I read Theory U by Otto Scharmer for the first time a couple of years ago while holidaying in Italy. I was really struck by the following sentence: “Listen to what life is calling you to do”. I also found the concept of learning from the future as it emerges extremely intriguing – not only intellectually, but emotionally as well.

At the time, I had just started a new job after working for some years at the Danish Ministry of Economic and Business Affairs. There, policy development tends to be based on best practice and initiatives that have a documented effect – in the past. One aspect I found frustrating was how little scope there was for getting new polices accepted, because they had no documented effect – obviously, otherwise they wouldn’t be new. Another aspect I found frustrating was the disregard for emotional capital. A good public servant is not driven by her emotions and her heart to make society a better place – but by her head, power and ability to put the right spin on memos for the current political climate. And so Scharmer was like sent from heaven…

That said, the book left me a bit empty handed as to the actual implementation of the principles. In order to apply the theory in practice a degree of creative interpretation is needed, especially in the areas where Theory U differs significantly from the more traditional innovation models.

Traditional innovation

A traditional innovation process is often broken down into 4-5 phases. An open phase (scope), where the scope is identified. Followed by an insight phase, where a better understanding of user needs is obtained. This forms the basis for ideas generation and concept development. Then comes prototyping and testing, and finally implementation of the new solution.

Scharmer’s model includes two new aspects in relation to the classic model of innovation. The first deals with an emotional empathy towards the user’s needs – rather than merely an intellectual understanding. He calls this sensing. The second is his inclusion of a phase between the insight phase and the ideas phase, which he calls presencing (at the bottom of the U).

In order to obtain a better understanding of the theory, I spent a fantastic week studying with Otto Scharmer at MIT in Boston. And because I learn best by doing, I have since taken the plunge and started applying the theory in practice. And here are some of my experiences.

1. Emotional capital

Scharmer calls the ability to feel emotional empathy towards the user’s needs “sensing from the field”.  This insight is essential in the development process to achieve an in-depth understanding of the user and consequently the best conditions for developing solutions that meet their needs. Even though the methods used in anthropology have gained acceptance in the Danish innovation environment, they are far too often used as a means of gaining an understanding rather than as a way to feel and sense with the user.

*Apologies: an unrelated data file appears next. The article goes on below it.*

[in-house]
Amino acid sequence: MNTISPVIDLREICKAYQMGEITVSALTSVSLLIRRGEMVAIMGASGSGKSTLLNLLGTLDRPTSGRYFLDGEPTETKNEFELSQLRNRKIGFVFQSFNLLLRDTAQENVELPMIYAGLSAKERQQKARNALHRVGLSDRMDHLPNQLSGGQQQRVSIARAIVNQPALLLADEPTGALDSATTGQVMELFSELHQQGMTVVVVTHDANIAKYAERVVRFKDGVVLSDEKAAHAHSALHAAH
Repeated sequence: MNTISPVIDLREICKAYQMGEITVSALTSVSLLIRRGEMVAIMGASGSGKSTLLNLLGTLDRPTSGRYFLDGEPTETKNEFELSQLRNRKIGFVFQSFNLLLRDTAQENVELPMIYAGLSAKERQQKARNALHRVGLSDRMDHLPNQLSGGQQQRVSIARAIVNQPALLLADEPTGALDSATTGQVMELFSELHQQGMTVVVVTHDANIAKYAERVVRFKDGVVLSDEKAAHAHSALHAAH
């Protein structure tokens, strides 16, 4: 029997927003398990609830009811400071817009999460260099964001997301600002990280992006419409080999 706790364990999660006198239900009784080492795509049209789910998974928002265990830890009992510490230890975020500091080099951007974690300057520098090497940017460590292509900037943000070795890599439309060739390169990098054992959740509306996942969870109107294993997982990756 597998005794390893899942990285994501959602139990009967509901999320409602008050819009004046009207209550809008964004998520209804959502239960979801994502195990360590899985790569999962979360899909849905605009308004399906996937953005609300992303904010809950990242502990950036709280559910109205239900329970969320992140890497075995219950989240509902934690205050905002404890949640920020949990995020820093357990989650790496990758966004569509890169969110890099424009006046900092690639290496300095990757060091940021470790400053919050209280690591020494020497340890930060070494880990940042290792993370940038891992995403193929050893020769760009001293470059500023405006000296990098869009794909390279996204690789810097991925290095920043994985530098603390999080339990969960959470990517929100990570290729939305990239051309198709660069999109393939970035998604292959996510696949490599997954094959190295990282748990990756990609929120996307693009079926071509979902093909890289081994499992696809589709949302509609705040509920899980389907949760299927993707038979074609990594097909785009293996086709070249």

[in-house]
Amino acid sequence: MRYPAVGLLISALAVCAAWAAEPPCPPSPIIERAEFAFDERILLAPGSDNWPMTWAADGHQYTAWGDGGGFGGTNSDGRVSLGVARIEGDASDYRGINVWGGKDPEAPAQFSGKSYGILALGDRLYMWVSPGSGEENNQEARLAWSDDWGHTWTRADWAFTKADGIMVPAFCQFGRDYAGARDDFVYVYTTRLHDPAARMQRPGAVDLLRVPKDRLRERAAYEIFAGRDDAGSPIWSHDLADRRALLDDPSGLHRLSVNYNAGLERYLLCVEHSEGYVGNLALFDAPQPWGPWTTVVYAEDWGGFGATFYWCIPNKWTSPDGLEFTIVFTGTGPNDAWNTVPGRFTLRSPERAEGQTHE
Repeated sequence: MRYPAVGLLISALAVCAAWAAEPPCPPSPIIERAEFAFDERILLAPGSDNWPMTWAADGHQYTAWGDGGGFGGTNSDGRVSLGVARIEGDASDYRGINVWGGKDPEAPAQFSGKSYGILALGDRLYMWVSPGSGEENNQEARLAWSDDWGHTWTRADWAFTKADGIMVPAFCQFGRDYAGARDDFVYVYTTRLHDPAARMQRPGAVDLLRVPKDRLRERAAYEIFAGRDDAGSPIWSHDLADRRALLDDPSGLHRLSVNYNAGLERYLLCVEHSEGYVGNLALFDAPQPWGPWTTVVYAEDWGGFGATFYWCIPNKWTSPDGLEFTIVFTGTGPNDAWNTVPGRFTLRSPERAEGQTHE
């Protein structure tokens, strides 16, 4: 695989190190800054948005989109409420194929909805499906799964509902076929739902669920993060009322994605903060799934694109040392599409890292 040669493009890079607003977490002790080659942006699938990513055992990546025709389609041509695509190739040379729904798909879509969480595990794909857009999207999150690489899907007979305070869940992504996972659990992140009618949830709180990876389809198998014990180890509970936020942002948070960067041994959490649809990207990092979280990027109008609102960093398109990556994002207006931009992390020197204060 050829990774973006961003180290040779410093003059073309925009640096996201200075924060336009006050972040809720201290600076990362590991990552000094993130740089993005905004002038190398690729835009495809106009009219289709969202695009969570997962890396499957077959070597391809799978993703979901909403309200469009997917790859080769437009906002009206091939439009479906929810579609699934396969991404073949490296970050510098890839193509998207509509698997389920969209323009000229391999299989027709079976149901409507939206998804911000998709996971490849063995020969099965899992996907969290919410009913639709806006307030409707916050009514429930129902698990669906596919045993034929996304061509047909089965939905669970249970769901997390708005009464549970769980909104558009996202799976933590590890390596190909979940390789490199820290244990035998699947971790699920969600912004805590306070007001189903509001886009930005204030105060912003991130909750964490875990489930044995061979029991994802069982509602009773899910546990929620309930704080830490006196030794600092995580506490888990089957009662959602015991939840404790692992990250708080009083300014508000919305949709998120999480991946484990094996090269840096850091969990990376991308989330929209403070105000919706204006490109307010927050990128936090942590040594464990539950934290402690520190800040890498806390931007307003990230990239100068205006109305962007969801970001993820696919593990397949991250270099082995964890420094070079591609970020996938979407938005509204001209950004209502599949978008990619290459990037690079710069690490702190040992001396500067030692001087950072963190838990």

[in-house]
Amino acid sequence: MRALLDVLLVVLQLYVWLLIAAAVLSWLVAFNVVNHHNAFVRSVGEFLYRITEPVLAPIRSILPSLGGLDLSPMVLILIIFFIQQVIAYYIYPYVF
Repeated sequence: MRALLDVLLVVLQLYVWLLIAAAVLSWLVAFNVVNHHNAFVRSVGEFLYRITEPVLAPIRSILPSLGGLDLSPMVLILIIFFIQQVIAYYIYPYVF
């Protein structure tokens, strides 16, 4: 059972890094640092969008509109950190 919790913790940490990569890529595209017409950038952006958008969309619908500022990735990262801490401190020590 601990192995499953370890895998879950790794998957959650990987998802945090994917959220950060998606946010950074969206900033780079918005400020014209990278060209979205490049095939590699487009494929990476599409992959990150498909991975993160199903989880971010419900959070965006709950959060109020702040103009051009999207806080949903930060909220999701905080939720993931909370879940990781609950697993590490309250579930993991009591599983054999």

There are many ways to facilitate this, including living with the user, observations, role playing, embodiment and hypnosis. In a project on the development of a new welfare technology for elderly care, I spent time with personal care workers in order to emerge myself in the daily lives of both the elderly and the workers.

I have also organised user journeys where the management of a company has the opportunity to experience a typical day for a customer. Another method is hypnosis, which the Danish Broadcasting Corporation (DR) has used in the development of Web content for the children’s channel, Ramasjang, as a way for the content developers to come into contact with their own inner child.

 2. Solutions of the future

The second new aspect Scharmer introduces is the presencing phase (at the bottom on the U). This is where you are to let go of the past in order to make room for the solutions of the future. In practice, this means withdrawing into yourself, looking inwards and making room silence and reflection. This is a big challenge in many organisations, and yet a necessity nonetheless. It is what it takes to develop beyond the ideas at arm’s reach and move past our experiences.

It doesn’t have to be a trekking expedition in the Himalayas, it could simply be incorporating silence in creative processes. The aim is to create a situation where it is easy to achieve a deeper state of mind. I have facilitated processes where I have had the team stare into a fire for an entire afternoon, listen to music or just do something as mundane as go on a walk to reflect on things – without any real purpose.

There are a number of books on the subjects in various languages that present the theory from various angles. However, I still don’t feel that emotional empathy towards the user and peacefulness has been fully explored. I therefore encourage everyone to experiment with processes that make room for sensing and presencing so that we don’t just reproduce the solutions of the past but also create the solutions of the future. And I would love to hear your ideas about how we can use Theory U in practice.